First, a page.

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Beech River facts for kids

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The Beech River is a 38.3-mile-long (61.6 km) stream draining the east-central portion of West Tennessee in the United States. The Beech rises about 5 miles (8 km) northwest of Lexington, Tennessee. In the same area are the headwaters of two other West Tennessee rivers, the Big Sandy River and the Middle Fork of the Forked Deer River. The Big Sandy, like the Beech, is part of the Tennessee River system, whereas the Forked Deer system drains into the Mississippi River.

The Beech River was named for the beech timber along its course.


The Beech flows southeast into the town of Lexington and then primarily eastward. As is typical of most major streams in West Tennessee, much of the lower course was the subject of a channelization project in the mid-20th century conducted largely for agricultural purposes; this has resulted in a considerable loss of wetland. The stream crosses into Decatur County, flowing in between Parsons and Decaturville. The large embayment formed at the mouth of the Beech is the result of the backwaters of the Kentucky Dam project many miles downstream on the Tennessee; the embayment reaches the outskirts of both towns.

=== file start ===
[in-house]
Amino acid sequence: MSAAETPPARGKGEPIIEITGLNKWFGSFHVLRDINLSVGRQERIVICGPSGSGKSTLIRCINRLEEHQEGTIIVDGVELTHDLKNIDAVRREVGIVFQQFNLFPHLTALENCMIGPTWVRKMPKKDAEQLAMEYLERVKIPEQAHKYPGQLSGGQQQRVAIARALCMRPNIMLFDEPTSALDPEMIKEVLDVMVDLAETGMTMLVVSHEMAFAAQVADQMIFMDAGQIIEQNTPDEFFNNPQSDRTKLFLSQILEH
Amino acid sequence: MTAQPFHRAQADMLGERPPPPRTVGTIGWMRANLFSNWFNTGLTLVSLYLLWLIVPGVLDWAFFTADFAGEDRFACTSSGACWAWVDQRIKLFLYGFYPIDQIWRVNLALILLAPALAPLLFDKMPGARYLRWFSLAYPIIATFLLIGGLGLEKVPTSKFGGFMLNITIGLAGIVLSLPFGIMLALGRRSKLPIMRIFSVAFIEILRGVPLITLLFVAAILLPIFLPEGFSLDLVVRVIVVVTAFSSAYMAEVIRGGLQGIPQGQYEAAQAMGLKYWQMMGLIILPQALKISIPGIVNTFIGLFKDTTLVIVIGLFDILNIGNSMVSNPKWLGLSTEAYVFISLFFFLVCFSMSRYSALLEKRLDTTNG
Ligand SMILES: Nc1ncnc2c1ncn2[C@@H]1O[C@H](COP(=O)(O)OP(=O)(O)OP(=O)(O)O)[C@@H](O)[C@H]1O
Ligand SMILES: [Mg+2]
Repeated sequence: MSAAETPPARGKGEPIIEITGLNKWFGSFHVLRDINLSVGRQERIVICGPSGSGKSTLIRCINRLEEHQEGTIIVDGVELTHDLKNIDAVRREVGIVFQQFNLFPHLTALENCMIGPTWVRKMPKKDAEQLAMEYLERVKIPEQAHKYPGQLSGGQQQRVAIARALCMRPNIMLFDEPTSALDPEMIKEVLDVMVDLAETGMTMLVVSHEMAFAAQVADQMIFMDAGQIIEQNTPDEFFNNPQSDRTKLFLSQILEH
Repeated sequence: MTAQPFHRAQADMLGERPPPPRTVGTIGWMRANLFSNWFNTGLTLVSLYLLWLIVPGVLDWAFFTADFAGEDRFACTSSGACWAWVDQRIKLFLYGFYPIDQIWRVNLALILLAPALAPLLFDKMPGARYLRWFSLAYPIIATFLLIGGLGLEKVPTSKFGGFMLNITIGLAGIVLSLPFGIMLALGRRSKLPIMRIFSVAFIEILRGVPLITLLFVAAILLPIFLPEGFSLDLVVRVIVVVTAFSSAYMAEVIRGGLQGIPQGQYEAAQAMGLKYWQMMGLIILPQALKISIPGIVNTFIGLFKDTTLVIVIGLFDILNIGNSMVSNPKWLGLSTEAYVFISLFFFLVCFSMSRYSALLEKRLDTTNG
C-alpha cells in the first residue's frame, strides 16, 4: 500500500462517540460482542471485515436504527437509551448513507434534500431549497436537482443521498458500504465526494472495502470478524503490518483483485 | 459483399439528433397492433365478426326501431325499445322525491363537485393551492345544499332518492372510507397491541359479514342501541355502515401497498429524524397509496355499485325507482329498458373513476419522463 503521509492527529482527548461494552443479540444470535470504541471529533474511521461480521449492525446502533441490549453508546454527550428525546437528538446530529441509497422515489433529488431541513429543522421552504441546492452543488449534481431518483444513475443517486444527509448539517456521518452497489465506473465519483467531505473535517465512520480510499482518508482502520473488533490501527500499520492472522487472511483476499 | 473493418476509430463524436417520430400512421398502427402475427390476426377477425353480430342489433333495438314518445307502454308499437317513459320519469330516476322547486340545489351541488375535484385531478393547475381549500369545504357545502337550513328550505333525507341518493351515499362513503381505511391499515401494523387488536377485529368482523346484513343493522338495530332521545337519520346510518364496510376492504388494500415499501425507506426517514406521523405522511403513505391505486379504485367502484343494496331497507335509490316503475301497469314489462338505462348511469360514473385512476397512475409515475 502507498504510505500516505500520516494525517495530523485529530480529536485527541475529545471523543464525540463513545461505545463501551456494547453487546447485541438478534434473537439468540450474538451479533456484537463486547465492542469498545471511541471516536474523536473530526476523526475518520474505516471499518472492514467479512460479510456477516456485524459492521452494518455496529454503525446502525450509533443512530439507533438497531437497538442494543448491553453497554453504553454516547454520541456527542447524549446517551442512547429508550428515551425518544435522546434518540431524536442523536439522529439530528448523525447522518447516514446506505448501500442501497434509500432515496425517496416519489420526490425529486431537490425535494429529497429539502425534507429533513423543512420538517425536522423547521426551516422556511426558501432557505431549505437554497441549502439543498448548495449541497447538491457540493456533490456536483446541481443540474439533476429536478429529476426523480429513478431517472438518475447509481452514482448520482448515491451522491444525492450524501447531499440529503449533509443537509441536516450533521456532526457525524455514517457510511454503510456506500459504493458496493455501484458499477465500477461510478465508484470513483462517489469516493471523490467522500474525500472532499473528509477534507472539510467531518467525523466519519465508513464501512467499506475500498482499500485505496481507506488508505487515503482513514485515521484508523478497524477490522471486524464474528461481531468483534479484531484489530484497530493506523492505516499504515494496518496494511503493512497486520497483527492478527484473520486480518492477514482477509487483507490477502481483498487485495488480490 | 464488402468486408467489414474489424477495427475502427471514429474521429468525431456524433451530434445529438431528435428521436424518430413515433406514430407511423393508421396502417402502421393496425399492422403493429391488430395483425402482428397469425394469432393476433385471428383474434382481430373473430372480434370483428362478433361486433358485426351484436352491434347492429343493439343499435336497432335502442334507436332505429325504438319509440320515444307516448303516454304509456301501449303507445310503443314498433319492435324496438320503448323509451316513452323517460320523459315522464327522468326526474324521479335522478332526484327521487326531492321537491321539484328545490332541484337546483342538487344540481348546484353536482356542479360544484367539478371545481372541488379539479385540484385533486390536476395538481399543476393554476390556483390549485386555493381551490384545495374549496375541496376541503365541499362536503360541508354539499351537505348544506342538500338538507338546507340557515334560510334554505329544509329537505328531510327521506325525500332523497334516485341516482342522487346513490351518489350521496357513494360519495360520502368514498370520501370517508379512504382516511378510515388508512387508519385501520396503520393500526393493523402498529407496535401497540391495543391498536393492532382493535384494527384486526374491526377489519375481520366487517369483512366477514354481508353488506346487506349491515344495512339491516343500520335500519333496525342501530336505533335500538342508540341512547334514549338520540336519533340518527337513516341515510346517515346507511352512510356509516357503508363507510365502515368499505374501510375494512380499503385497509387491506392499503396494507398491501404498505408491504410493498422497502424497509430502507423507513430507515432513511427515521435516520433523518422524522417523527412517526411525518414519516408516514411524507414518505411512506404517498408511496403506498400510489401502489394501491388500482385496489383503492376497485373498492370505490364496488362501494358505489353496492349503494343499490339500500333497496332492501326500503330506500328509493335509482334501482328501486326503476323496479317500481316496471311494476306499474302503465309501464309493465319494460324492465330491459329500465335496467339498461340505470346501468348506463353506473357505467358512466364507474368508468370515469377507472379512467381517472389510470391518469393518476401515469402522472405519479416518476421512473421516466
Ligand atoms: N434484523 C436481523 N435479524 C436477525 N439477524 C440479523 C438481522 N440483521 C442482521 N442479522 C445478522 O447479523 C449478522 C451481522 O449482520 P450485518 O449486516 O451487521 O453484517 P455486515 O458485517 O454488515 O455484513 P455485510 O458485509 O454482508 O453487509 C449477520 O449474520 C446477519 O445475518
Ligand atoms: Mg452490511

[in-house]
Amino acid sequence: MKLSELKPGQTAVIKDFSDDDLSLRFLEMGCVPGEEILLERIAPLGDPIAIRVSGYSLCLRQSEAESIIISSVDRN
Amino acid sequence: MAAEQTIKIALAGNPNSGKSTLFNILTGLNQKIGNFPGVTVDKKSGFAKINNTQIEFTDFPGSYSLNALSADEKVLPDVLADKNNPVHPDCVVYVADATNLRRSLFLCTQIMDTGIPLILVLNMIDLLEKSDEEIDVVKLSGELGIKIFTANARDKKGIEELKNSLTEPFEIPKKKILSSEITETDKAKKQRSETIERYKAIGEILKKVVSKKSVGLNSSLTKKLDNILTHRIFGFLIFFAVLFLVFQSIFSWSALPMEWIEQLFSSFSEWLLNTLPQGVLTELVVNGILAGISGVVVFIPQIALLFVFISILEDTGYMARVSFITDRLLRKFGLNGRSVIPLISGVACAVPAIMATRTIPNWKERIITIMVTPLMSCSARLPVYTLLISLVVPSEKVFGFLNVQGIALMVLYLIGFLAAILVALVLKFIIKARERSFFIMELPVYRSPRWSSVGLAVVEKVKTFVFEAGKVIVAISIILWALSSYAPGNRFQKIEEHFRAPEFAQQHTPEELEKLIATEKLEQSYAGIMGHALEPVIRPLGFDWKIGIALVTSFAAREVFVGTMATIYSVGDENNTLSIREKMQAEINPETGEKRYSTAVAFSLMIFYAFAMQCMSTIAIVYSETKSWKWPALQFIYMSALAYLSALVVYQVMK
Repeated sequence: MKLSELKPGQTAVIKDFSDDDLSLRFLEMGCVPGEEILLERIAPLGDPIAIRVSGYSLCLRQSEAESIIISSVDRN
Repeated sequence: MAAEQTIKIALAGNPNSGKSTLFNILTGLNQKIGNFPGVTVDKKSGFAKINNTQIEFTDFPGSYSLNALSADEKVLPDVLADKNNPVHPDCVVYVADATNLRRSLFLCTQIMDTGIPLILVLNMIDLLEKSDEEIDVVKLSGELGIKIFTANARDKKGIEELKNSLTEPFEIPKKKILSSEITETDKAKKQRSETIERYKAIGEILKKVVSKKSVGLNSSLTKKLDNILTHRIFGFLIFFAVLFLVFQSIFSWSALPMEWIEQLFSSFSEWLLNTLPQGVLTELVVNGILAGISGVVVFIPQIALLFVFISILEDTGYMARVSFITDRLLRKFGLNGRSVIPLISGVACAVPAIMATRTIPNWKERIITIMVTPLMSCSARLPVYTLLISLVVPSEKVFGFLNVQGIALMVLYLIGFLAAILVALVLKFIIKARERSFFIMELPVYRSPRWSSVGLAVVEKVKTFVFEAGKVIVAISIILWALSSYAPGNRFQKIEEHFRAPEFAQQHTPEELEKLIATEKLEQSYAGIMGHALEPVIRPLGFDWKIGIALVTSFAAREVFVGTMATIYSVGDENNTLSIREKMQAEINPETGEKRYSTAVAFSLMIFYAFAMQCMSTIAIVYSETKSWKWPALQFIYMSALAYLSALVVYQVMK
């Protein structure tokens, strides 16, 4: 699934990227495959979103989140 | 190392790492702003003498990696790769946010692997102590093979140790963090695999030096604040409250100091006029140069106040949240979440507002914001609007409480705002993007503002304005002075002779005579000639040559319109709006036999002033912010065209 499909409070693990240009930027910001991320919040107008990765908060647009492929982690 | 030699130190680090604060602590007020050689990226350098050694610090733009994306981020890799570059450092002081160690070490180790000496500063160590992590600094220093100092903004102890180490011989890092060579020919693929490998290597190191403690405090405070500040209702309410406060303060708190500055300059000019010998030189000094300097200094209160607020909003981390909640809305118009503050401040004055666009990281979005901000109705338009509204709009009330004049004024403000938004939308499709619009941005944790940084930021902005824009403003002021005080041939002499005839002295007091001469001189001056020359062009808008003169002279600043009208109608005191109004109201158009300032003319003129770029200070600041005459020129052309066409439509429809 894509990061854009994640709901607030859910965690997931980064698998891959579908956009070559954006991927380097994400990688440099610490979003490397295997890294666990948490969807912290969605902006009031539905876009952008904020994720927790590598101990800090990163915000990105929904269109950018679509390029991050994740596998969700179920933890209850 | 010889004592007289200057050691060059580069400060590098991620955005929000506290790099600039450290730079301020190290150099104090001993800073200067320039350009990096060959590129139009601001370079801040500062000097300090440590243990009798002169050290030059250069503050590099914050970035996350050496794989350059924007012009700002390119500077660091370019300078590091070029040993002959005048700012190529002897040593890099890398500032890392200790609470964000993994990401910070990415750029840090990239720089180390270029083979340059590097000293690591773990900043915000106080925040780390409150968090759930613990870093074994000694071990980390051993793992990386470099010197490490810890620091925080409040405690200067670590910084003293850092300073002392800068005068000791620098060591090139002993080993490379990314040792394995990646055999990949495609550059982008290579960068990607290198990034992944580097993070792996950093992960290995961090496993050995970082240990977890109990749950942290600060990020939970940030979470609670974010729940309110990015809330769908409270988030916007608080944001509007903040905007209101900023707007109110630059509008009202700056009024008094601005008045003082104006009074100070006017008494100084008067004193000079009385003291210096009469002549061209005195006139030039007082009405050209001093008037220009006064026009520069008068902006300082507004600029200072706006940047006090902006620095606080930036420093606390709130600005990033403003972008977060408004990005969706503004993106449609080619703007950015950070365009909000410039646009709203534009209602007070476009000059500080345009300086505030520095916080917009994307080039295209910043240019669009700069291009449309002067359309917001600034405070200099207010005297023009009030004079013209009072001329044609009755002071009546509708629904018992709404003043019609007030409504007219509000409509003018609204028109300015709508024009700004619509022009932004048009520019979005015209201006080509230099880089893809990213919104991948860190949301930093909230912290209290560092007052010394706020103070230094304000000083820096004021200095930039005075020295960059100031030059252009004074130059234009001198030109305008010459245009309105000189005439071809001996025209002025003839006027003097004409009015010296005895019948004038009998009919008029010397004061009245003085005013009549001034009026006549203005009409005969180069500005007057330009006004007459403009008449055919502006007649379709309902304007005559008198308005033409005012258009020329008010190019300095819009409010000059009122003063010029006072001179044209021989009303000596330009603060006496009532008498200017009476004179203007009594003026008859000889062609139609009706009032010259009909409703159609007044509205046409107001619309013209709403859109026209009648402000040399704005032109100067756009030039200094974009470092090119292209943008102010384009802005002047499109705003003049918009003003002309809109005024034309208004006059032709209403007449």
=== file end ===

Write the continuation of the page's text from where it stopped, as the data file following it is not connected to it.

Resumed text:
The Beech River system is somewhat unusual in that it and all of its major tributaries (a total of eight) are impounded, one of them twice, primarily by dams built in the mid 20th century as part of the Tennessee Valley Authority's Beech River Project—Beech, Cedar, Dogwood, Lost Creek (which has no permanent reservoir), Pin Oak, Pine, Redbud, and Sycamore. The dams are purely for purposes of flood control and recreation, though it is possible that the relatively small volume of water they store could result in some minimal aid to navigation on the Tennessee under some conditions. Unlike most other TVA dams, none of the Beech River dams are used for hydropower, since the small size of the streams impounded and their relative lack of fall would make power generation impractical. Some of the lakes created are located in Natchez Trace State Park, the largest of the Tennessee state parks; though located many miles west of both the Natchez Trace Parkway and the historic Natchez Trace, this area is named for a branch of the historic Trace that bore that name in the area.

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